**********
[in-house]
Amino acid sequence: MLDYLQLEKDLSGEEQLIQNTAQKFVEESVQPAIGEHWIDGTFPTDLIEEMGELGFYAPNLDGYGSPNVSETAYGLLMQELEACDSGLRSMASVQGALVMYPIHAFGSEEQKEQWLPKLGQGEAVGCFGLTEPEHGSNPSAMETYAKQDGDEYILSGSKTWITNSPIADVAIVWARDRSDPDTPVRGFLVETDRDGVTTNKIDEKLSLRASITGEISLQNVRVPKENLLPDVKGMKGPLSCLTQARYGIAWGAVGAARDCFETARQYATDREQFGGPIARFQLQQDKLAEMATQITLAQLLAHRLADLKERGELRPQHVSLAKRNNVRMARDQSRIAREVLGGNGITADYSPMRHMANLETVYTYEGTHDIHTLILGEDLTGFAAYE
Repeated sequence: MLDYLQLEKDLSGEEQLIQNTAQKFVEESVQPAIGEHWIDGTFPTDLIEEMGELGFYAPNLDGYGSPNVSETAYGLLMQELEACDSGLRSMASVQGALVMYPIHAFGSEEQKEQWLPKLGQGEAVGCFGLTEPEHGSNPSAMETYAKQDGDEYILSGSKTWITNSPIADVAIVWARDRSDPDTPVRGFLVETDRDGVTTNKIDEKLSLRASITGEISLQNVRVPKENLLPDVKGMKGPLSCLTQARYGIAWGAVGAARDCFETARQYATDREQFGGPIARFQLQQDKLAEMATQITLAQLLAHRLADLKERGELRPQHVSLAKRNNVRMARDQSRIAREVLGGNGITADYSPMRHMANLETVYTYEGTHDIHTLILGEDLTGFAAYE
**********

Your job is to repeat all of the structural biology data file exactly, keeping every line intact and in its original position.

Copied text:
[in-house]
Amino acid sequence: MLDYLQLEKDLSGEEQLIQNTAQKFVEESVQPAIGEHWIDGTFPTDLIEEMGELGFYAPNLDGYGSPNVSETAYGLLMQELEACDSGLRSMASVQGALVMYPIHAFGSEEQKEQWLPKLGQGEAVGCFGLTEPEHGSNPSAMETYAKQDGDEYILSGSKTWITNSPIADVAIVWARDRSDPDTPVRGFLVETDRDGVTTNKIDEKLSLRASITGEISLQNVRVPKENLLPDVKGMKGPLSCLTQARYGIAWGAVGAARDCFETARQYATDREQFGGPIARFQLQQDKLAEMATQITLAQLLAHRLADLKERGELRPQHVSLAKRNNVRMARDQSRIAREVLGGNGITADYSPMRHMANLETVYTYEGTHDIHTLILGEDLTGFAAYE
Repeated sequence: MLDYLQLEKDLSGEEQLIQNTAQKFVEESVQPAIGEHWIDGTFPTDLIEEMGELGFYAPNLDGYGSPNVSETAYGLLMQELEACDSGLRSMASVQGALVMYPIHAFGSEEQKEQWLPKLGQGEAVGCFGLTEPEHGSNPSAMETYAKQDGDEYILSGSKTWITNSPIADVAIVWARDRSDPDTPVRGFLVETDRDGVTTNKIDEKLSLRASITGEISLQNVRVPKENLLPDVKGMKGPLSCLTQARYGIAWGAVGAARDCFETARQYATDREQFGGPIARFQLQQDKLAEMATQITLAQLLAHRLADLKERGELRPQHVSLAKRNNVRMARDQSRIAREVLGGNGITADYSPMRHMANLETVYTYEGTHDIHTLILGEDLTGFAAYE